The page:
Pedant’s corner:- mosquito repellant (repellent,) “his beard was well shaven and tidy” (if it was shaven it wasn’t a beard, well trimmed perhaps?) “Who’s to know.” (is a question; therefore ‘Who’s to know?’) “All that remained of his mother were some photographs.” (‘All’ is singular, hence ‘was,’) a missing comma at the end of a piece of direct speech, “Sue repeated eagerly” (she repeated eagerly,) curriculum vitae (there was more than one; curriculum vitae means ‘course of life’ so its plural – courses of life – is ‘curricula vitae’ in Latin and English – but in English some might say ‘curriculums vitae’. If interpreted as ‘courses of lives’ the Latin plural would be ‘curricula vitarum’, which is a step too far in English.)

Art Deco in Chester-le-Street, County Durham (ii) The Old Co-op

This one was too long for me to be able to fit into one photo. It still houses the Co-operative Bank, but also when we visited a Peacock’s and a Poundland.

Art Deco Shop Building, Chester-le-Street, County Durham

Central portion detail. Rule of three in the windows plus other Deco hallmarks:-

Central Portion, Art Deco Building, Chester-le-Street

Stitch of two photos to get whole building in:-

Stitch of Art Deco, Building, Chester-le-Street

Interzone 290-291, Summer 2021

TTA Press, 2021.

  Interzone 290-291 cover

After a longish break Interzone reappears with a double edition. The editorial is by Lavie Tidhar describing his early steps into being published (in Interzone natch,) and his quest to bring World SF to wider attention. This being a double issue there are two of Aliya Whiteley’s Climbing Stories. In the first she ponders museum artefacts what they tell us about the past – and the future. In the seconda she wonders about the connections we make – as people and as readers – and their validities. Whiteley is also the subject of the first item in the book reviews, where Duncan Lawie looks at both her latest novels Greensmith (“the more astonishing end of Philip K Dick”) and the gentler on the reader Skyward Inn (the name of a pub in the Western Protectorate.) Both “explore big questions whose answers lead to further thought.” I examine the British Library’s reprints of John Brunner’s “very readable” The Society of Time (which is in control of time travel in a Western Europe dominated by a Catholic Spanish Empire) and Ian Macpherson’s Wild Harbour, a cosy catastrophe avant la lettre, and Scottish to boot. John Howard relishes M John Harrison’s “selected stories” collection Settling the World, stories in which nothing is settling, the footing is always unsure. Stephen Theaker discusses David Ebenbach’s How to Mars, (“a good story, but gimmicky, of a one-way trip to Mars for a reality show but where one of the inmates against all the rules has become pregnant,”) Premee Mohammed’s novella These Lifeless Things (set fifty years after the Setback killed 99% of humans) and Martha Wells’s Fugitive Telemetry (an Android SecUnit investigates a murder on Preservation Station,) Maureen Kincaid Speller considers The Wall by Gautam Bhatia (filled with moments of deep emotional intensity but a little too overcrowded with possibilities) yet “deeply satisfying,” and Val Nolan finds the “darkly absurdist” Line by Nial Burke well worth waiting for.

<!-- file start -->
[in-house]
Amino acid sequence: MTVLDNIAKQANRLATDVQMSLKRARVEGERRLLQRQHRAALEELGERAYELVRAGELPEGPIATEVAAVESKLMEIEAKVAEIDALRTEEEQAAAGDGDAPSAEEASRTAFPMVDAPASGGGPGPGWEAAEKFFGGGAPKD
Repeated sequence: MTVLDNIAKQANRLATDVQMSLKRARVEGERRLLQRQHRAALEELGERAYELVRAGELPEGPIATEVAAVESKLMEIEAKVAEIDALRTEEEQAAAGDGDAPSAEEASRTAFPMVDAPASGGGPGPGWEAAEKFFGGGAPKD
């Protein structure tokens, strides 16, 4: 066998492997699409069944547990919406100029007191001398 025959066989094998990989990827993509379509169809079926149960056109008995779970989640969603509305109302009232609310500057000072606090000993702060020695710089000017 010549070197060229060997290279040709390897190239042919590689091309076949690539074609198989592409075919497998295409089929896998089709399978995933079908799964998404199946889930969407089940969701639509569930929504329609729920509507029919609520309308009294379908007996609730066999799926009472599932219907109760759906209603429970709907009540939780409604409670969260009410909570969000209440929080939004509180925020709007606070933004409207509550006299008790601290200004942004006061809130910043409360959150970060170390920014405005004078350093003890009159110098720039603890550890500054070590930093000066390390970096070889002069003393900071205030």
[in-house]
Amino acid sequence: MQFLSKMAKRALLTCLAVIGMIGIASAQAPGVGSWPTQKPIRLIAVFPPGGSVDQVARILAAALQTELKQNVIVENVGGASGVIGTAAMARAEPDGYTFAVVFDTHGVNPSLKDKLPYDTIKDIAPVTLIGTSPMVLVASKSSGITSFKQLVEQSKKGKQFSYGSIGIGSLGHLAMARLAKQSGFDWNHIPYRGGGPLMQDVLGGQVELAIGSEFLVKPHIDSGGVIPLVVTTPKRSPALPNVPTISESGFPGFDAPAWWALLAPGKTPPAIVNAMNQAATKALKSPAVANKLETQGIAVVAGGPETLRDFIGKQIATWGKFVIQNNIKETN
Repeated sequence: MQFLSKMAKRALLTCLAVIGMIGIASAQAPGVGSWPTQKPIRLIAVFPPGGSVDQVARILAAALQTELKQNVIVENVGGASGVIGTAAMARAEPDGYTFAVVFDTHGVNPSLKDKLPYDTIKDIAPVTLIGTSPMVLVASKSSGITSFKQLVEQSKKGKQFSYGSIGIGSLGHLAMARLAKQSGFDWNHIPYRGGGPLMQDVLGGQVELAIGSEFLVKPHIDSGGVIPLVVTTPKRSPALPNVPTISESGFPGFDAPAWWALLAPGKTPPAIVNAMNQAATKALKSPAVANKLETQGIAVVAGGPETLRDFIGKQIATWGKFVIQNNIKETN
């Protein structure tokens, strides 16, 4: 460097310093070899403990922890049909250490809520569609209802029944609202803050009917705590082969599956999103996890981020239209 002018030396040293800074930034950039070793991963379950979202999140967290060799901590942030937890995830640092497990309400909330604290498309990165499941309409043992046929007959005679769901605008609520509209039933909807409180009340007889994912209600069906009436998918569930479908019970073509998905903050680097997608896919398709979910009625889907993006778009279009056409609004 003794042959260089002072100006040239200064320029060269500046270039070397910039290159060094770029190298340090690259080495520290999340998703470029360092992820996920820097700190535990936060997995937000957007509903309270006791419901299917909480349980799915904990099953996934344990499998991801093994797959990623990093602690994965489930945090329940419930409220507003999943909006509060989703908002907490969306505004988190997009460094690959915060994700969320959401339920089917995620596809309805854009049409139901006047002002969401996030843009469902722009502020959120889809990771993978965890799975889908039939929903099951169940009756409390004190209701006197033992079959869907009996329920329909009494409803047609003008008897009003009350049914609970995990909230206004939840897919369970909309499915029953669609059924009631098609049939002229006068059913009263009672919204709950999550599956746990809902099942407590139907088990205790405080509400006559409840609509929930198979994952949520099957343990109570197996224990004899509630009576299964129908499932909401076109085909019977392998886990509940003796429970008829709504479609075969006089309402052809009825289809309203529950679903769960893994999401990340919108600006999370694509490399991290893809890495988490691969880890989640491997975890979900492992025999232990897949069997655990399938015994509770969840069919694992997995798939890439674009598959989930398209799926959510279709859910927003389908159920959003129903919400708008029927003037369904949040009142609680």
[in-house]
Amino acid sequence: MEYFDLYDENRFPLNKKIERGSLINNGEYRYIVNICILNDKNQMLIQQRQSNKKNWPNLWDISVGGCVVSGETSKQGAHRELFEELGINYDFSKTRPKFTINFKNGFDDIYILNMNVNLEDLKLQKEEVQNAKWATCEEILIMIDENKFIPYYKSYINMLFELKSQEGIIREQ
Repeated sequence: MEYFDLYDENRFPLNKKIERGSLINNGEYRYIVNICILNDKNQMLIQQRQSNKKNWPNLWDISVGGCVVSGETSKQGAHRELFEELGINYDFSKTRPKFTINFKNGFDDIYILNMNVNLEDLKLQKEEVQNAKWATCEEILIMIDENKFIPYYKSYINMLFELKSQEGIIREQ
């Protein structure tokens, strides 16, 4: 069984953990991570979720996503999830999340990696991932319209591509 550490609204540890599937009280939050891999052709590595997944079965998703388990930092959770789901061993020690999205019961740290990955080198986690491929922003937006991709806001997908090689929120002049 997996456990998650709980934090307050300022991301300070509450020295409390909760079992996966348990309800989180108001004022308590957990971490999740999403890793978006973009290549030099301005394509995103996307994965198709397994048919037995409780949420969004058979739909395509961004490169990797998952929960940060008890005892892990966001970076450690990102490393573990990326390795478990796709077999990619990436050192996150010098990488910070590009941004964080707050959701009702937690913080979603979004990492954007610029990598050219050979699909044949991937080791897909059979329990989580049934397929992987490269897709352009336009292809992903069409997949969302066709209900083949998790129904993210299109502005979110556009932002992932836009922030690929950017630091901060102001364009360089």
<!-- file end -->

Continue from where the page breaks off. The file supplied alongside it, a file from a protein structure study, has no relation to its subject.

The fiction was all well worth reading.

A Hollow in the Sky by Alexander Glass.1 Except for a few refuseniks called scatterlings humans have joined into a kind of hive mind called the Gathering. Our narrator Mateo is one of the scatterlings, looking after a vespiary in a monastery. Some years ago fellow scatterling Tomoko went off with/was taken away by extremely enigmatic aliens named the Borers. Now she has returned. This is well written but overuses the vespine metaphor.
In The Andraiad by Tim Major,2 the titular andraiad is a church organist and piano tuner called Martin Helm, built to replace a man who died in a fight, and determined to be better.

Pace Car by Lyle Hopwood. Gates – matter transmitters – apparently gifted to Earth as a punishment for the creation of part animal/part human chimeras – have transformed the world, but they are gradually destroyinh their surroundings. Billions of humans have died. Our narrator is a collector of old cars who requires a mechanic to maintain them. He is part goat.

An Island for Lost Astronauts by Daniel Bennet is set in a post sea-level rising world and the appearanceof a mysterious and otherwise unexplained White Ship where convicts are left to scavenge the islands outside East City where returning astronauts have also been outcast for fear of contamination. The story has a sub-Ballardian feel and is deliberately enigmatic.